If you’ve been to Actors Theatre recently, you may have noticed new language in our curtain speeches, a summary of our organizational Core Values:
We seek to build a judgment-free and inclusive environment where stories, artists and audiences connect: a space welcoming of all people. You’re welcome here, as you are. With the spirit of invitation, we’d like to offer an update to “traditional” theatregoer etiquette.
Come as you are.
Feel free to engage authentically. Share in the experience collectively and respectfully.
Don’t be invisible. If you’re in the audience, the artists onstage want to know you’re there. They want to feel your connection to the play.
Give each other space and understanding. Know that people vocalize and move for many reasons and that we all react to and experience plays differently.
There is no dress code.
And in the words of Dominique Morisseau: “This is community. Let’s go.”
We hope to see you at the theatre soon.
—Emily Tarquin, Artistic Producer”
Replying to a comment on Actors’ Facebook page:
“Thanks … for reading and responding to this piece. It is certainly not meant to be instructional in nature and definitely meant to be more of an invitation. We recognize that many people already feel comfortable and welcome in our space and we hope they will continue to feel that way and also join us in welcoming those who do not. As our work diversifies and our values prioritize inclusivity, our practices have to expand as well. While we cannot know what every person needs to have a good experience, we can work to let people know that they are welcome here, as they are. Thank you for your feedback and please feel free to dm me if you would like to talk more.”
Exceptions To The Rules:
An Addendum To Leo’s Primer On Audience Etiquette
By Elizabeth Kramer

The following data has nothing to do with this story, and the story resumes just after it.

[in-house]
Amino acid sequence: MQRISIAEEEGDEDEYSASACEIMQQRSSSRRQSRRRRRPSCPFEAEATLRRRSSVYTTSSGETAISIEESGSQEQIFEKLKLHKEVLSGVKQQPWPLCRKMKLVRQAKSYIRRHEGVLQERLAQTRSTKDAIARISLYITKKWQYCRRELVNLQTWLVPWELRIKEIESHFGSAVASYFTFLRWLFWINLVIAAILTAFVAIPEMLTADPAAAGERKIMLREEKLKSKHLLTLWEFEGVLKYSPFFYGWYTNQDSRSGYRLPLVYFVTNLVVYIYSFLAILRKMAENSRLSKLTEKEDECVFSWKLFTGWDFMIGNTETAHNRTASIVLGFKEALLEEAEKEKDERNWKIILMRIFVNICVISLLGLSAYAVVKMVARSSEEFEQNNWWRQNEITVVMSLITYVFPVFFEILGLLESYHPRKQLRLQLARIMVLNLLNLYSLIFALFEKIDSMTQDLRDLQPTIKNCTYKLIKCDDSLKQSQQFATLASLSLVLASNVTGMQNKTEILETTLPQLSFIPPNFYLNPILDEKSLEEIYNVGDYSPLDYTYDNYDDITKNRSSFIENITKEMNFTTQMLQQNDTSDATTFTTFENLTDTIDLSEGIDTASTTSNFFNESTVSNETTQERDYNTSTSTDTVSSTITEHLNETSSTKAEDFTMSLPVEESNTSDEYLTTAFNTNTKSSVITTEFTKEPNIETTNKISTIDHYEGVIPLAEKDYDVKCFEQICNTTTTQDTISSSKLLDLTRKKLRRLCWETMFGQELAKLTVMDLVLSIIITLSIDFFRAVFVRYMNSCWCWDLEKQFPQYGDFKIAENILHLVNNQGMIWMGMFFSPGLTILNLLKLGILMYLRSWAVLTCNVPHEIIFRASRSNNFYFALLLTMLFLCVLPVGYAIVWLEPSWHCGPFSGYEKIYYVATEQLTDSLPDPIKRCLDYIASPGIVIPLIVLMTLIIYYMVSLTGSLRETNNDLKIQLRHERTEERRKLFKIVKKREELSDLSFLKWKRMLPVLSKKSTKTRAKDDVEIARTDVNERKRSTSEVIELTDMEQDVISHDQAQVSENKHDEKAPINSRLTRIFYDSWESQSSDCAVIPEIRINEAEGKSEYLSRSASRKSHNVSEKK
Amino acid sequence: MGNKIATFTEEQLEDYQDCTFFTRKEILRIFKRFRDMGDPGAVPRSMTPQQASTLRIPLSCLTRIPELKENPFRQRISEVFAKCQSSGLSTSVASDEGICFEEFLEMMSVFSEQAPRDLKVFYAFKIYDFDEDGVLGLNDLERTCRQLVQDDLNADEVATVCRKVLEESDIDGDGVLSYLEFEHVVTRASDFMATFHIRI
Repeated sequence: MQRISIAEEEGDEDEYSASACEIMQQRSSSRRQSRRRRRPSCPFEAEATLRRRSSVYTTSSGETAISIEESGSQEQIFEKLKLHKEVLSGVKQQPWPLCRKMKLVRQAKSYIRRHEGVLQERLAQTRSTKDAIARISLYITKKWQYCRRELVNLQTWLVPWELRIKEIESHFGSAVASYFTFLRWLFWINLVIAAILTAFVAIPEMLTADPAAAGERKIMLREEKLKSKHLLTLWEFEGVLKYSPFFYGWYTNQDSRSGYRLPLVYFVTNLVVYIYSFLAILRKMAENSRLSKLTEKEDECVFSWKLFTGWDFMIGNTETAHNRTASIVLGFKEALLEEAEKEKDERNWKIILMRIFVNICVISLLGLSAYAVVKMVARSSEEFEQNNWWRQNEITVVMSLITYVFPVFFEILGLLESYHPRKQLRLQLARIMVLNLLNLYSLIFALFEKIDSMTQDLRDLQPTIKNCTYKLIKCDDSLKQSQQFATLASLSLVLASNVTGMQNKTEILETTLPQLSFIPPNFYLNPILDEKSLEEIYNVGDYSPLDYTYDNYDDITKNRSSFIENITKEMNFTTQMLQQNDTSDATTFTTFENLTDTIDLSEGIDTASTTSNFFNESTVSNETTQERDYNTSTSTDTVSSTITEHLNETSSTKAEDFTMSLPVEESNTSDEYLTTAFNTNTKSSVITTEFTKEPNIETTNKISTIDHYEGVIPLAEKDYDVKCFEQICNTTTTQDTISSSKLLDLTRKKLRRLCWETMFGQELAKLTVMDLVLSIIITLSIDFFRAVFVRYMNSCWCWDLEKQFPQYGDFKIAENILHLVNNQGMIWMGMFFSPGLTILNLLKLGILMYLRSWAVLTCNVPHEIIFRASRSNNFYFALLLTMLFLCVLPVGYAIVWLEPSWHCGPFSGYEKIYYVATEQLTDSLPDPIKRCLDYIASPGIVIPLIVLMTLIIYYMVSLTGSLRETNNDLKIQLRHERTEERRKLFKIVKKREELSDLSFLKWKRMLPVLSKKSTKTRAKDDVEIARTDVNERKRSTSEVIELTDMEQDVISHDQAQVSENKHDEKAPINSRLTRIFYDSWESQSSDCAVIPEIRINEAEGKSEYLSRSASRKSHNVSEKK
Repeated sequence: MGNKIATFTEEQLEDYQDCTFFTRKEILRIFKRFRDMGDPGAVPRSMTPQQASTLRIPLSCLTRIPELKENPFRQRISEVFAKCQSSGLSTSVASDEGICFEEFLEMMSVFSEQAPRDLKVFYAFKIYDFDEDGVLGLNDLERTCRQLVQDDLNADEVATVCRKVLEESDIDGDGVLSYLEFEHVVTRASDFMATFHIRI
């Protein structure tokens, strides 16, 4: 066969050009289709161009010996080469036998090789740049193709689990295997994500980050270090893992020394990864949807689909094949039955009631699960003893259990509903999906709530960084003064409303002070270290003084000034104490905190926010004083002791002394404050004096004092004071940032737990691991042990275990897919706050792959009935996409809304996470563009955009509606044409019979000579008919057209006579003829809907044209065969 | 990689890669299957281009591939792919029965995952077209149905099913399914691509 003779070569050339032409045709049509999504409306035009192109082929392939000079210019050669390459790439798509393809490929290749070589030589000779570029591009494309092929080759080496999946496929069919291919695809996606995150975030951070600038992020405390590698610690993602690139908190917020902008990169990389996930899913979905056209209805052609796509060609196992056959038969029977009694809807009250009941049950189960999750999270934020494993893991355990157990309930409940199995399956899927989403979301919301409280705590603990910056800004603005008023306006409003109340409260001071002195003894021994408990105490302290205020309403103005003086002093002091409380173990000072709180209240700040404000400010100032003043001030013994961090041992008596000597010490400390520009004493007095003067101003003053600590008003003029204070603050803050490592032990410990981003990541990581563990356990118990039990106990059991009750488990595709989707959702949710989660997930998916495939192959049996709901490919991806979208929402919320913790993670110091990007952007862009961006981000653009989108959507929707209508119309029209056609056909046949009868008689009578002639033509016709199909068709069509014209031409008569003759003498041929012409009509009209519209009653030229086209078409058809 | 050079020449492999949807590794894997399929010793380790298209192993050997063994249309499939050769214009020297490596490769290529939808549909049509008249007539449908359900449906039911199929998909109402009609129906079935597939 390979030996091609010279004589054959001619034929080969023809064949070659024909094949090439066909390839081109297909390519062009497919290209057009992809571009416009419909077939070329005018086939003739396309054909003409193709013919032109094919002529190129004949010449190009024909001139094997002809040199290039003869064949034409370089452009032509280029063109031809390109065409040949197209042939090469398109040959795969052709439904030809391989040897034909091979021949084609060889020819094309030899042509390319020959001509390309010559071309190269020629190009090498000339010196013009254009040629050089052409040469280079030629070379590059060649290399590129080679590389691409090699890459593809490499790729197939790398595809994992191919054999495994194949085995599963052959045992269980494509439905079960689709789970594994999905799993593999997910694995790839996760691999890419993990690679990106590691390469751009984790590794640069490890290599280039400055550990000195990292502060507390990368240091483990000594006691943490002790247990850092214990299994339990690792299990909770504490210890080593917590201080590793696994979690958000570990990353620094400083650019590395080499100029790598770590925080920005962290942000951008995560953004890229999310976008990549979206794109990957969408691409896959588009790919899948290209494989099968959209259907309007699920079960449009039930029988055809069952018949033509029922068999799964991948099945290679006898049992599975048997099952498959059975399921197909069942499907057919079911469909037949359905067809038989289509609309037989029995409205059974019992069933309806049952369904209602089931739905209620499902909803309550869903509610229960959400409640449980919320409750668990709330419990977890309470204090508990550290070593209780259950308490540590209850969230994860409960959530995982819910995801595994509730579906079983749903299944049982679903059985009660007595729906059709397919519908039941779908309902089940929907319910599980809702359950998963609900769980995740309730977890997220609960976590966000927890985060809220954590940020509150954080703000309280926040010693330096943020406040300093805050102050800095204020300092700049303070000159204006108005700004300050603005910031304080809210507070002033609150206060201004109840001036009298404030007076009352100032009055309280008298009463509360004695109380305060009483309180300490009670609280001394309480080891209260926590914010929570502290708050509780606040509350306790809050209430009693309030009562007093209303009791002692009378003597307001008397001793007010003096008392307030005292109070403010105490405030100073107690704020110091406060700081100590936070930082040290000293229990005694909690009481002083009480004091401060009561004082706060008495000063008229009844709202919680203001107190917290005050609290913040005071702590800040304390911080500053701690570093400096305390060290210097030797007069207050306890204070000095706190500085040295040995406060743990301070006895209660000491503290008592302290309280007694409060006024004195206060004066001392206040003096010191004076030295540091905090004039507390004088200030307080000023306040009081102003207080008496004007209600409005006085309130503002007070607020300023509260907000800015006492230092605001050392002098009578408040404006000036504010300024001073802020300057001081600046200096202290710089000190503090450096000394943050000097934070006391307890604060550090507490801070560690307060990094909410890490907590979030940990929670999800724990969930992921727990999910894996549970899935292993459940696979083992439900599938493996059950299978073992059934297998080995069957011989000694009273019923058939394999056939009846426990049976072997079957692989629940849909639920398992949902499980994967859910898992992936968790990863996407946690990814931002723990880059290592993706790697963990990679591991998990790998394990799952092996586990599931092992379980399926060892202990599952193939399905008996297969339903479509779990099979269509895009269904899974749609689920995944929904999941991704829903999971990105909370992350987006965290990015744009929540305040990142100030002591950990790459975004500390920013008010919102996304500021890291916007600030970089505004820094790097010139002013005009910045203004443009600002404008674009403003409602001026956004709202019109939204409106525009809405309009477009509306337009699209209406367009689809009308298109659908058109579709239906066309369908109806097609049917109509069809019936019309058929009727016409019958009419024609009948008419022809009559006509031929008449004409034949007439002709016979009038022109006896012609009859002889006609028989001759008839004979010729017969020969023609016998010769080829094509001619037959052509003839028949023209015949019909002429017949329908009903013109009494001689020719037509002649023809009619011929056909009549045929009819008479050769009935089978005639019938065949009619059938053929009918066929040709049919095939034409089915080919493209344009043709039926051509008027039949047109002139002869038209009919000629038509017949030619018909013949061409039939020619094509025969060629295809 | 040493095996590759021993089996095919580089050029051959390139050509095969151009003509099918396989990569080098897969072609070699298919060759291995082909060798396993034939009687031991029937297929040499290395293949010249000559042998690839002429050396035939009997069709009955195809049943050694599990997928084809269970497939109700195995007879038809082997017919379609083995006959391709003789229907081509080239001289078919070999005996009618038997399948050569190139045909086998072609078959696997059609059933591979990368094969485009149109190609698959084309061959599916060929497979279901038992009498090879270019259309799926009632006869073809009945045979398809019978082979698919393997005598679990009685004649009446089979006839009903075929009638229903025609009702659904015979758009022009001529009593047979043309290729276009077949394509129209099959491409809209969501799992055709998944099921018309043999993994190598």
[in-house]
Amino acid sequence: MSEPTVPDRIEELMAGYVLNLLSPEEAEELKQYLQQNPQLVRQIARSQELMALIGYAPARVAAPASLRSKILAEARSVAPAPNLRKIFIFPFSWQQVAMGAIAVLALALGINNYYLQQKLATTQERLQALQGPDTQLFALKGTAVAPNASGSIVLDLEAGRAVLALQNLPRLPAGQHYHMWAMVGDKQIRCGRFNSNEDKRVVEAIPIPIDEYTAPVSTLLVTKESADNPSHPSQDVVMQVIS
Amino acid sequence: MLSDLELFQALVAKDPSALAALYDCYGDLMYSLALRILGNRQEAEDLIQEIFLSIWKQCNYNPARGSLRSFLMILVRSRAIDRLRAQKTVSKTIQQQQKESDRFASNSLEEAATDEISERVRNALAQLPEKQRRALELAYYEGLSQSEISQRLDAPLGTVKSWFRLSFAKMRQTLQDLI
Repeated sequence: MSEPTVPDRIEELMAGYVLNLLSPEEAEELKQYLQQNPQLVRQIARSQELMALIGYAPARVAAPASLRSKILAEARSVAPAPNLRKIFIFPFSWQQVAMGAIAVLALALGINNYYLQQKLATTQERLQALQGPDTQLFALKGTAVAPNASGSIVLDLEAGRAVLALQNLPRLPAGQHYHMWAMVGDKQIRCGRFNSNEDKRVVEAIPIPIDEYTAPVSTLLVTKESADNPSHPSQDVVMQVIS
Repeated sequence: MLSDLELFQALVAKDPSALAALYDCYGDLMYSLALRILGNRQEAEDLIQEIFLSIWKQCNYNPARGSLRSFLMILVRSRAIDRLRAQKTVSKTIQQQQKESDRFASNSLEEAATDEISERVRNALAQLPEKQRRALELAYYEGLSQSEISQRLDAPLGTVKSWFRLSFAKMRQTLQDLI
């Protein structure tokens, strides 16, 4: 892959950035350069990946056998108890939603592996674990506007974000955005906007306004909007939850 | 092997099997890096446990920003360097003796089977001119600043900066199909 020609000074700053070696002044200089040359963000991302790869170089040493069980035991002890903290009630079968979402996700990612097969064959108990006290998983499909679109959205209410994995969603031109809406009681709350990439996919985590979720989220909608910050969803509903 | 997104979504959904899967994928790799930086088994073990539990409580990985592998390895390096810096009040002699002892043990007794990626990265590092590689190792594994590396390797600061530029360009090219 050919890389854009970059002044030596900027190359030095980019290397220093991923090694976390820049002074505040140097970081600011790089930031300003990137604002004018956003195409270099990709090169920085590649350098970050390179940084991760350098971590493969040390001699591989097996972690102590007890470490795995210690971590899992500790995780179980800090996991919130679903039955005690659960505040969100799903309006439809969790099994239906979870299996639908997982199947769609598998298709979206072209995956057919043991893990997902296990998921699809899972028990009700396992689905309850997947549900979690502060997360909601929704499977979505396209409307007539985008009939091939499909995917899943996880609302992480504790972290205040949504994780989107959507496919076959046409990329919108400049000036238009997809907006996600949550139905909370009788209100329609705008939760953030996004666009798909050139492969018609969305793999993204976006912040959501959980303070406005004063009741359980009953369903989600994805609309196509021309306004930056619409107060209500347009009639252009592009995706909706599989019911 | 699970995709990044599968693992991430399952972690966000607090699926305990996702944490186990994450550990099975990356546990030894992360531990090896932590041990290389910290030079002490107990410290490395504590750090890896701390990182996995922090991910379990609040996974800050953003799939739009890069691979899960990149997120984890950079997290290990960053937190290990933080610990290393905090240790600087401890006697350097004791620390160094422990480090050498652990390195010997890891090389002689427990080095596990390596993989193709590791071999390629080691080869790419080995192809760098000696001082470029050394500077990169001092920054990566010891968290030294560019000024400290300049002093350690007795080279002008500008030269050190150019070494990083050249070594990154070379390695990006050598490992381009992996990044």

Last week’s issue offered advice on how to respect fellow audience members and artists who work hard to create dance and theater performances. Many move us to laugh, applaud and sometimes gasp. These moments come in between the time we stop to observe and take in what unfolds before us.
Sometimes artists call on us to join in. Improvisational acting troupes mine ideas through audience participation. Sing-a-long performances of musicals have become a thing in some venues. Several musicals invite audience participation — “Hair” and several numbers of “Jersey Boys.”
One performance has proven to be among the most moving — lifting audiences’ voices and their bodies out of their seats worldwide — the 1960 dance “Revelations” by Alvin Ailey American Dance Theater. Its music, including “Wade in the Water” and “Rocka My Soul in the Bosom of Abraham,” often has audience members singing along, standing and swaying. But they always focus on this legendary work and the dancers who give it new life with every performance.
When those opportunities to participate come — artists and venues let you know. They open their doors and their arms. By the nature of their art and their attitudes, they give you cues. •